Evidences proving the existence of an ancient ocean on early Mars are growing.

New results show that the giant meteor responsible for the 75-mile Lomonosov crater may have also produced a “mega-tsunami” that scarred ‘for life’ the Red Planet.

meteor impact mega tsunami mars ocean
Today, Mars is a cold, dry world. But many scientists suspect it was once waterlogged. A new study shows that a meteor impact may have started a ‘mega-tsunami’ on early Mars and created a big ocean. Picture: ESO/M. Kornmesser/N. Risinger (skysurvey.org)

According to the new paper, the Lomonosov crater’s rim is the same height as the estimated depth of the ocean and resembles marine craters on Earth.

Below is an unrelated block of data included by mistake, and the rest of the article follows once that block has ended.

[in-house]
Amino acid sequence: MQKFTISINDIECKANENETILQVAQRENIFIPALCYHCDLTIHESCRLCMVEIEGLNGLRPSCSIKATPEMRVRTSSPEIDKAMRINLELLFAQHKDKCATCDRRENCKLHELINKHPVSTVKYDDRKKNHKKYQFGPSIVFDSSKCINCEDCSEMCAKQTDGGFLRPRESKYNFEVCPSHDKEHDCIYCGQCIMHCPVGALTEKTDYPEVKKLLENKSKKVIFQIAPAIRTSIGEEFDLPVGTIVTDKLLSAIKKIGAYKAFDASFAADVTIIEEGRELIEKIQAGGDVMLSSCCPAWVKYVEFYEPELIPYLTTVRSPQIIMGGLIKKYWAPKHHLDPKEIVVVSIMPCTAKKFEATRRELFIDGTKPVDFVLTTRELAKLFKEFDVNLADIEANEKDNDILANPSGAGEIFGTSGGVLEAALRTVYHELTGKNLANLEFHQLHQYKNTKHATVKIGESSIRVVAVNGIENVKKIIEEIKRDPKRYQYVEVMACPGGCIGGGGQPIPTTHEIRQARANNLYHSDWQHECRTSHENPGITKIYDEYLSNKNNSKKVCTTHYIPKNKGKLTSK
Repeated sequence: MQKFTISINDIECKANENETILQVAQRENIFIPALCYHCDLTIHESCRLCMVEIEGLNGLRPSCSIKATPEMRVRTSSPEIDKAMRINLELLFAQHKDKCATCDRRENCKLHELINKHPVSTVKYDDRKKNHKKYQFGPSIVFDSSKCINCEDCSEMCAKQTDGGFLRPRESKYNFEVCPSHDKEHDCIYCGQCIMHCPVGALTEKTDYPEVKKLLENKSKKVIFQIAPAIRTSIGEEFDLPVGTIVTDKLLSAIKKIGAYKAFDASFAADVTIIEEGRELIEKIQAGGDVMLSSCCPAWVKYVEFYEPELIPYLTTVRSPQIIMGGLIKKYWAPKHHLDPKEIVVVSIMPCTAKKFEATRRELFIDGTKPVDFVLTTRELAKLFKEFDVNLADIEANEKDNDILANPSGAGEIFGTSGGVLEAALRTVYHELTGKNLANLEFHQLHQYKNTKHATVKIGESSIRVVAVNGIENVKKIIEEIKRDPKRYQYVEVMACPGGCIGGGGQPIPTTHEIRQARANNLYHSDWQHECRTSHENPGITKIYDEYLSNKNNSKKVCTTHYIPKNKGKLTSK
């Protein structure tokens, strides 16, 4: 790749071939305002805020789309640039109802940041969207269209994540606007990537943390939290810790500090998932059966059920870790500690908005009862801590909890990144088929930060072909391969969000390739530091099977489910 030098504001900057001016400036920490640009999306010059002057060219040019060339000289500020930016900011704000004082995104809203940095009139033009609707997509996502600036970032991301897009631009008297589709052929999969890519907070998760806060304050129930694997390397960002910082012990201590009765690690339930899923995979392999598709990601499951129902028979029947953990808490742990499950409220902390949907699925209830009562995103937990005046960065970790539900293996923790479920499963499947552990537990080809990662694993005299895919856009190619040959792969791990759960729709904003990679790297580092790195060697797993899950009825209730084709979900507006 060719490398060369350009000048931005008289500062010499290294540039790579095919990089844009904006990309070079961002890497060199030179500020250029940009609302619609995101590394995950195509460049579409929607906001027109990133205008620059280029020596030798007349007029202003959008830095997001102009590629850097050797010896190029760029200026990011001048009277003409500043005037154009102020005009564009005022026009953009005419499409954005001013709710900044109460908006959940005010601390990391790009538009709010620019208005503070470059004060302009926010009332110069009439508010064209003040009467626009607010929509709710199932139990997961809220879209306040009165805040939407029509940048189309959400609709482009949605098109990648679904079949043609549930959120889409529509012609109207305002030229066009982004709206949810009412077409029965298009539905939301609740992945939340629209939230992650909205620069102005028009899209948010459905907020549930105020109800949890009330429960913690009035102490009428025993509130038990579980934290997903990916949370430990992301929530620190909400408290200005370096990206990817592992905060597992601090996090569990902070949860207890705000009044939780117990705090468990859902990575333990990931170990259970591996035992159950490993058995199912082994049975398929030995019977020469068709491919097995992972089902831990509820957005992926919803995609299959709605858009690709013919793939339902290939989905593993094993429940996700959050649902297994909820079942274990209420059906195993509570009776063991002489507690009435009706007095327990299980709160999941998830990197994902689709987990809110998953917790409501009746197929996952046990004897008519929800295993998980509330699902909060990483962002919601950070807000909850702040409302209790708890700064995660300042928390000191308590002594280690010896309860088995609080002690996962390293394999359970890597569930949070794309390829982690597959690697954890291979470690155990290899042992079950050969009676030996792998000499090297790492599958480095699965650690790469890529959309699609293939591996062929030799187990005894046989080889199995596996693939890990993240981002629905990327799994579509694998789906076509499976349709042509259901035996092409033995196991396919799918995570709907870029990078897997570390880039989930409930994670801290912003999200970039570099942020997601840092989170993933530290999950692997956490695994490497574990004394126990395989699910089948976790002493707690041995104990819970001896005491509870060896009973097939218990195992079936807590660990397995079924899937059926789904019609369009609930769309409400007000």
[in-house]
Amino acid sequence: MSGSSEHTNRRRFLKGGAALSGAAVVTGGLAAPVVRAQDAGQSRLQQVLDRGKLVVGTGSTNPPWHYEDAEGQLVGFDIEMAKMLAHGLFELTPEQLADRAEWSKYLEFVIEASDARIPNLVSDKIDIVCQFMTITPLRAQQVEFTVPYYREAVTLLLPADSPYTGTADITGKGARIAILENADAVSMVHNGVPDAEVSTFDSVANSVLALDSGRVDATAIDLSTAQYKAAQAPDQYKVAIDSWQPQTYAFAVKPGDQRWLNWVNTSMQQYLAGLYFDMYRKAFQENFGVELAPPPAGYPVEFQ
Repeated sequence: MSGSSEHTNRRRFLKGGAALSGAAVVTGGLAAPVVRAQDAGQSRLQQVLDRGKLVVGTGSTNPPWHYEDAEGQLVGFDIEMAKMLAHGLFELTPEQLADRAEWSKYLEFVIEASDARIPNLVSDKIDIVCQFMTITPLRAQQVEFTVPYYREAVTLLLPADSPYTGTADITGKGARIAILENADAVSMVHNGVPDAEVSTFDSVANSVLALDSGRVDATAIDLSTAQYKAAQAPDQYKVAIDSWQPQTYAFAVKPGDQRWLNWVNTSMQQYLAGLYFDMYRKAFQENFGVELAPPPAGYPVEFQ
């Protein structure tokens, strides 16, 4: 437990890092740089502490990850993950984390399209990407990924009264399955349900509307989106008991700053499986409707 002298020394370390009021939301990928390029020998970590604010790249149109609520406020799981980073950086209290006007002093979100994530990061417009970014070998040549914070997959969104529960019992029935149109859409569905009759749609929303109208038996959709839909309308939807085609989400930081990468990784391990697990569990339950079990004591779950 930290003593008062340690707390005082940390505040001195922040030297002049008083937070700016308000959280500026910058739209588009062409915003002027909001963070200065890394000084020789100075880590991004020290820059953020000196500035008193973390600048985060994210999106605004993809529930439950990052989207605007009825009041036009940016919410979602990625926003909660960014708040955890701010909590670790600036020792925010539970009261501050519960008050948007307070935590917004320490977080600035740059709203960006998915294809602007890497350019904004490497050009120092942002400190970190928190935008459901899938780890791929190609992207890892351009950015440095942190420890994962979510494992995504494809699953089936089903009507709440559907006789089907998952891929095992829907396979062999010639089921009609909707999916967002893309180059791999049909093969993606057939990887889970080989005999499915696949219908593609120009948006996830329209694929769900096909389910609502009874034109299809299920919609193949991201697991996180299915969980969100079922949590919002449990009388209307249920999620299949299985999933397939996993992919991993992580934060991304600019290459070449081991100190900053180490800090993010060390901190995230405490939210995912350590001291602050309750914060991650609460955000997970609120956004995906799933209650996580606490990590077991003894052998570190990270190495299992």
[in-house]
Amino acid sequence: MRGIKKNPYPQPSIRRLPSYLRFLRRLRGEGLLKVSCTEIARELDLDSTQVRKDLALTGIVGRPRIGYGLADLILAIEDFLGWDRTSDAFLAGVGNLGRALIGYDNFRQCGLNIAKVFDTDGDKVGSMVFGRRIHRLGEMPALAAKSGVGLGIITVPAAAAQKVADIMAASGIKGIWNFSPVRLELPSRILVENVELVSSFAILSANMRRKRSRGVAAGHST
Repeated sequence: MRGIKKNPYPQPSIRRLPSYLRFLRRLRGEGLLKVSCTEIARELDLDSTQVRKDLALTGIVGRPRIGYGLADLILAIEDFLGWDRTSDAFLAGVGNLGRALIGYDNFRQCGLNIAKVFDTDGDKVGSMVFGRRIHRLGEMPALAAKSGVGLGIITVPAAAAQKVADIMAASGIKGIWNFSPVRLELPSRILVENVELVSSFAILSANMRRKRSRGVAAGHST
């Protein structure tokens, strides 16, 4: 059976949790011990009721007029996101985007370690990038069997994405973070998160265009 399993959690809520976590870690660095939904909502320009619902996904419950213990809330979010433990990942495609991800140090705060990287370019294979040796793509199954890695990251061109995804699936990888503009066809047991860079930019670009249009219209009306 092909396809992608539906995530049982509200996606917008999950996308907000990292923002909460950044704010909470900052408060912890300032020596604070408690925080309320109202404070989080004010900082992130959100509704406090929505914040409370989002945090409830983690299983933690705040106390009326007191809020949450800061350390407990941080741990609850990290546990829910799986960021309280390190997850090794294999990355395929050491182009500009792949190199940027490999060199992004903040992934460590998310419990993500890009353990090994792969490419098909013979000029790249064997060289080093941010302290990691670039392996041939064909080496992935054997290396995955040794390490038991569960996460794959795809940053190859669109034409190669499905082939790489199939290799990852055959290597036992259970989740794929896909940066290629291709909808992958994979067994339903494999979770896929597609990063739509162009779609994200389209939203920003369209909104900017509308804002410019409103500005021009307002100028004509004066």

Moreover, a hole in the southern lip of the crater could have been the result of the ocean roaring back from that direction. Yes, a mega-tsunami!

Previous studies had presented evidences that the ocean’s shores had been shaped by at least one impact in the same general area as the Lomonosov crater. Now this more precise study has narrowed the hypothesis down to a specific impact site. Incredible, no?

Again and again, science is inexact and changes everyday – that’s actually what’s making it so fascinating and exciting to me – and scientists still say there’s no definitive proof that Mars had an ancient ocean billions of years ago.

But still, if I were them, I would closely look for traces of early life near the impact that created this mega tsunami in the Lomonosov crater. What about you?

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